No, please refer to my earlier post this is a grand uncle/grand nephew pair. That means only four (4) births are separating them.


                          Originally posted by T E Peterman View Post
                          What counts is unshared novel variants. A lot of the 78 are shared with everyone else in your haplogroup. To be clear, novel doesn't mean unique, it just means new, as in just discovered.

                          I can see a benefit in testing people with closely related patrilines. Here is my thinking. Many of the early immigrants to America were born between 1580 & 1650. Assuming 135 years per novel variant, consider the years 1580, 1715, 1850, 1985. Such an immigrant may have descendants who have incurred as many as 3 novel variants since immigrating. If someone born in 1985 had no unshared novel variants with a match, we would know that the MRCA for the two was likely born after 1850. If he had one unshared novel variant, we would know that the MRCA was likely born after 1715. Two unshared novel variants: MRCA likely born after 1580. These tiny subclades would be a more sound way of determining distance to the MRCA than y-str data.

                          Timothy Peterman
                          This is a grand uncle/grand nephew pair (father of the first man is great grandfather of the second man). One has two (2) unshared novel variants, the other has five (5) unshared novel variants. In my opinion, it is unlikely that there are 7 genealogically relevant SNPs that separate them. FTDNA possibly can verify in their entire database, whether these are SNPs that occur at many locations in the haplotree. Maybe these private SNPs, but we are not investing into more Big Y tests in that particular family branch.

                          W. (Mr.)

                          Comment


                          • #14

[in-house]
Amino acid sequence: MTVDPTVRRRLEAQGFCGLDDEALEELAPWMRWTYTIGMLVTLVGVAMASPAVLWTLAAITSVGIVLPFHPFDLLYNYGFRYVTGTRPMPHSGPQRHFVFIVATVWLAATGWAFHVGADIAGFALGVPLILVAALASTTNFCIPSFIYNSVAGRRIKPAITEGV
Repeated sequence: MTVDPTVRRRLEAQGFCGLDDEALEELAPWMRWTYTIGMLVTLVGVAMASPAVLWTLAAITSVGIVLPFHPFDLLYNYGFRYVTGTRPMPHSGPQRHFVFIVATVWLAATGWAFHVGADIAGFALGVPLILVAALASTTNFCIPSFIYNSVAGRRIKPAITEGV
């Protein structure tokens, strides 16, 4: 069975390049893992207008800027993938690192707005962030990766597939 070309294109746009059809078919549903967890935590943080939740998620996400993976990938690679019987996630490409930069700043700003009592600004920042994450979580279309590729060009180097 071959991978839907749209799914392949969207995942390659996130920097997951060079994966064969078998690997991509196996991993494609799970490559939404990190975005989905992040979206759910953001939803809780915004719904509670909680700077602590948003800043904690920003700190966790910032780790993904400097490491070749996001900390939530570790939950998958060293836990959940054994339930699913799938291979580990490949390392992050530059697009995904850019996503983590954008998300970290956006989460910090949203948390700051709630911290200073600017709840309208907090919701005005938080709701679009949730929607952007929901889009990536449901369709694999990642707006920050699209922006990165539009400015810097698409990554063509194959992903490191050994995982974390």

Very interesting. I think 7 may be a bit too many as well.

                            Would be nice to get some real data on this. If the 135 years, or 5 generation rule is correct, as I see it: there is a 25% chance that a novel variant occurred between my father (1918) & I, there is a 50% chance that a novel variant occurred between my grandfather (1892) & I, there is a 75% chance a novel variant occurred between my great-grandfather (1862) & I, there is a 100% chance a novel variant occurred between my great-great grandfather (1829) & I.

                            To continue, there is a 100% chance one novel variant occurred between my great-great-great grandfather (1788) & I, and a 25% chance two novel variants occurred between my great-great-great grandfather & I.

                            There is a 100% chance one novel variant occurred between my g-g-g-g grandfather (1755) & I, and a 50% chance two novel variants occurred between my g-g-g-g grandfather & I.

                            Am I calculating this correctly?

                            I think there is a 100% chance that one novel variant would occur between two men as you described: the MRCA is the father of one & the great-grandfather of the other.

                            But the whole logic of 135 years per novel variant may be flawed. In some lines, several hundred years could pass before there is a novel variant. In other lines, several novel variants might be incurred with each generation. 135 is likely just an average.

                            But, unlike with y-str data where the counts fluctuate, once a man incurs a novel variant, all of his patrilineal descendants would share that novel variant; the chances of a reverse mutation are rather small.

                            Timothy Peterman

                            Comment


                            • #15
                              What counts is unshared novel variants. A lot of the 78 are shared with everyone else in your haplogroup. To be clear, novel doesn't mean unique, it just means new, as in just discovered.
                              For me that's an important statement . I was under the impression that novel variant meant unique to my family line. Instead it means as described in your statement . This means to evaluate a recent match a person needs to be in my unique subclade. I am alone in a sub branch of my subclade. So a person would have to posses these same snp's to be in a recent family line with the possibility of having some I do not have.

                              Comment

                              Working...
                              X